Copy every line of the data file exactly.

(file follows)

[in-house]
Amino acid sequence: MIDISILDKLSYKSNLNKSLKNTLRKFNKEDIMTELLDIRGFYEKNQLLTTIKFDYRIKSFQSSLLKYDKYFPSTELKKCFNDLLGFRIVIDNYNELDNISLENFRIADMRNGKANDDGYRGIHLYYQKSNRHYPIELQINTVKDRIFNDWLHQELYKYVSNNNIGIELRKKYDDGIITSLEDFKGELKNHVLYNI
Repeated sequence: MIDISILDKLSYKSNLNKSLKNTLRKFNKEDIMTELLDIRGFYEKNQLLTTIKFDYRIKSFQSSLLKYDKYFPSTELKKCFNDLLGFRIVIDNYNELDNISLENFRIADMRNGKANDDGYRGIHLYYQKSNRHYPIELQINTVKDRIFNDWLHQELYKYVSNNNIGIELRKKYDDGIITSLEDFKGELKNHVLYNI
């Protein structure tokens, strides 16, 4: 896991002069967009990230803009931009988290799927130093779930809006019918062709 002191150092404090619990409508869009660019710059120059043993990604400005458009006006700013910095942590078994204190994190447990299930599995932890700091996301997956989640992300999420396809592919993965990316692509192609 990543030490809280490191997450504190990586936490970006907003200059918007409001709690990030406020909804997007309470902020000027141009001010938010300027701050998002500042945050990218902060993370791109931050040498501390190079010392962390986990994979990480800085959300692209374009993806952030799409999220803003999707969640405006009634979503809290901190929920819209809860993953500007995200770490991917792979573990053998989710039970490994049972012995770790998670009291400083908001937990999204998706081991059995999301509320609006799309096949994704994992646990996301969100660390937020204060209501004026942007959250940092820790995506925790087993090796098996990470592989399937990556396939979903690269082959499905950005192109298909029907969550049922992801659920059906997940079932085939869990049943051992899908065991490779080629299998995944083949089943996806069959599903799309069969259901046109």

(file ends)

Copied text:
[in-house]
Amino acid sequence: MIDISILDKLSYKSNLNKSLKNTLRKFNKEDIMTELLDIRGFYEKNQLLTTIKFDYRIKSFQSSLLKYDKYFPSTELKKCFNDLLGFRIVIDNYNELDNISLENFRIADMRNGKANDDGYRGIHLYYQKSNRHYPIELQINTVKDRIFNDWLHQELYKYVSNNNIGIELRKKYDDGIITSLEDFKGELKNHVLYNI
Repeated sequence: MIDISILDKLSYKSNLNKSLKNTLRKFNKEDIMTELLDIRGFYEKNQLLTTIKFDYRIKSFQSSLLKYDKYFPSTELKKCFNDLLGFRIVIDNYNELDNISLENFRIADMRNGKANDDGYRGIHLYYQKSNRHYPIELQINTVKDRIFNDWLHQELYKYVSNNNIGIELRKKYDDGIITSLEDFKGELKNHVLYNI
């Protein structure tokens, strides 16, 4: 896991002069967009990230803009931009988290799927130093779930809006019918062709 002191150092404090619990409508869009660019710059120059043993990604400005458009006006700013910095942590078994204190994190447990299930599995932890700091996301997956989640992300999420396809592919993965990316692509192609 990543030490809280490191997450504190990586936490970006907003200059918007409001709690990030406020909804997007309470902020000027141009001010938010300027701050998002500042945050990218902060993370791109931050040498501390190079010392962390986990994979990480800085959300692209374009993806952030799409999220803003999707969640405006009634979503809290901190929920819209809860993953500007995200770490991917792979573990053998989710039970490994049972012995770790998670009291400083908001937990999204998706081991059995999301509320609006799309096949994704994992646990996301969100660390937020204060209501004026942007959250940092820790995506925790087993090796098996990470592989399937990556396939979903690269082959499905950005192109298909029907969550049922992801659920059906997940079932085939869990049943051992899908065991490779080629299998995944083949089943996806069959599903799309069969259901046109």